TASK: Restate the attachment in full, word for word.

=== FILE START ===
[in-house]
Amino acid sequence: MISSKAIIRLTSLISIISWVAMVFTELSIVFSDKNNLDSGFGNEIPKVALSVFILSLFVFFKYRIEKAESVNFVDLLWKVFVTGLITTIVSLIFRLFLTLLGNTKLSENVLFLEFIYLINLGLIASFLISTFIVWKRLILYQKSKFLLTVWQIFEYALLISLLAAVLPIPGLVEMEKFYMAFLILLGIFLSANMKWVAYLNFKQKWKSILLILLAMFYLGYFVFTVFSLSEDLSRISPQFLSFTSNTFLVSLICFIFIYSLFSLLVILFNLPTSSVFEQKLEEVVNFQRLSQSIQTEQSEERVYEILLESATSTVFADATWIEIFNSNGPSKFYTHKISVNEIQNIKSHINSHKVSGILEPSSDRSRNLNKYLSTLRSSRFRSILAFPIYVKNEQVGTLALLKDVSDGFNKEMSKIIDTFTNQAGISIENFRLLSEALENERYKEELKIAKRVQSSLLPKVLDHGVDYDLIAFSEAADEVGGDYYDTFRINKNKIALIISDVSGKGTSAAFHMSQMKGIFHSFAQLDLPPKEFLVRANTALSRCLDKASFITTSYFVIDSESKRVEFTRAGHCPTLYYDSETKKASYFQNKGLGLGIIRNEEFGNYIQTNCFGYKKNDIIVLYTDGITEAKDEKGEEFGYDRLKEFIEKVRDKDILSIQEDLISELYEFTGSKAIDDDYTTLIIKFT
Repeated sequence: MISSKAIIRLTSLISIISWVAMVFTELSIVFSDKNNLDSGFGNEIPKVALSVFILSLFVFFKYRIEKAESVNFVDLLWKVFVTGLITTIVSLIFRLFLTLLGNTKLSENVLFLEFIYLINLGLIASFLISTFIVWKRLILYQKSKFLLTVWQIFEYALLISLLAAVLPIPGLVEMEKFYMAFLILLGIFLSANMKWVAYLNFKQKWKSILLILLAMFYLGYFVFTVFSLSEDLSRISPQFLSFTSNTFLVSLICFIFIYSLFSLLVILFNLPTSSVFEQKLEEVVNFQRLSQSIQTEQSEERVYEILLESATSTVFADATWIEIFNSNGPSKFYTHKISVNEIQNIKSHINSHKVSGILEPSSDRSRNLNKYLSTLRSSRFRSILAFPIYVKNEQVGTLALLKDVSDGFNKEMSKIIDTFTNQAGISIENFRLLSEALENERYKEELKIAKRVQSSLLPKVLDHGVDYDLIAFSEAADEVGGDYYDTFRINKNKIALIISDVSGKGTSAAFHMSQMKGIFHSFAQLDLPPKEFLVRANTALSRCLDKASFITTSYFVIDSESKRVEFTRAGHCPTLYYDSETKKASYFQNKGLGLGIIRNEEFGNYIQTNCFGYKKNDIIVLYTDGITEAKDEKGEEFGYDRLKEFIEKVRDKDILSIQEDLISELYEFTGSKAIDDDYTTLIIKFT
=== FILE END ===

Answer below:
[in-house]
Amino acid sequence: MISSKAIIRLTSLISIISWVAMVFTELSIVFSDKNNLDSGFGNEIPKVALSVFILSLFVFFKYRIEKAESVNFVDLLWKVFVTGLITTIVSLIFRLFLTLLGNTKLSENVLFLEFIYLINLGLIASFLISTFIVWKRLILYQKSKFLLTVWQIFEYALLISLLAAVLPIPGLVEMEKFYMAFLILLGIFLSANMKWVAYLNFKQKWKSILLILLAMFYLGYFVFTVFSLSEDLSRISPQFLSFTSNTFLVSLICFIFIYSLFSLLVILFNLPTSSVFEQKLEEVVNFQRLSQSIQTEQSEERVYEILLESATSTVFADATWIEIFNSNGPSKFYTHKISVNEIQNIKSHINSHKVSGILEPSSDRSRNLNKYLSTLRSSRFRSILAFPIYVKNEQVGTLALLKDVSDGFNKEMSKIIDTFTNQAGISIENFRLLSEALENERYKEELKIAKRVQSSLLPKVLDHGVDYDLIAFSEAADEVGGDYYDTFRINKNKIALIISDVSGKGTSAAFHMSQMKGIFHSFAQLDLPPKEFLVRANTALSRCLDKASFITTSYFVIDSESKRVEFTRAGHCPTLYYDSETKKASYFQNKGLGLGIIRNEEFGNYIQTNCFGYKKNDIIVLYTDGITEAKDEKGEEFGYDRLKEFIEKVRDKDILSIQEDLISELYEFTGSKAIDDDYTTLIIKFT
Repeated sequence: MISSKAIIRLTSLISIISWVAMVFTELSIVFSDKNNLDSGFGNEIPKVALSVFILSLFVFFKYRIEKAESVNFVDLLWKVFVTGLITTIVSLIFRLFLTLLGNTKLSENVLFLEFIYLINLGLIASFLISTFIVWKRLILYQKSKFLLTVWQIFEYALLISLLAAVLPIPGLVEMEKFYMAFLILLGIFLSANMKWVAYLNFKQKWKSILLILLAMFYLGYFVFTVFSLSEDLSRISPQFLSFTSNTFLVSLICFIFIYSLFSLLVILFNLPTSSVFEQKLEEVVNFQRLSQSIQTEQSEERVYEILLESATSTVFADATWIEIFNSNGPSKFYTHKISVNEIQNIKSHINSHKVSGILEPSSDRSRNLNKYLSTLRSSRFRSILAFPIYVKNEQVGTLALLKDVSDGFNKEMSKIIDTFTNQAGISIENFRLLSEALENERYKEELKIAKRVQSSLLPKVLDHGVDYDLIAFSEAADEVGGDYYDTFRINKNKIALIISDVSGKGTSAAFHMSQMKGIFHSFAQLDLPPKEFLVRANTALSRCLDKASFITTSYFVIDSESKRVEFTRAGHCPTLYYDSETKKASYFQNKGLGLGIIRNEEFGNYIQTNCFGYKKNDIIVLYTDGITEAKDEKGEEFGYDRLKEFIEKVRDKDILSIQEDLISELYEFTGSKAIDDDYTTLIIKFT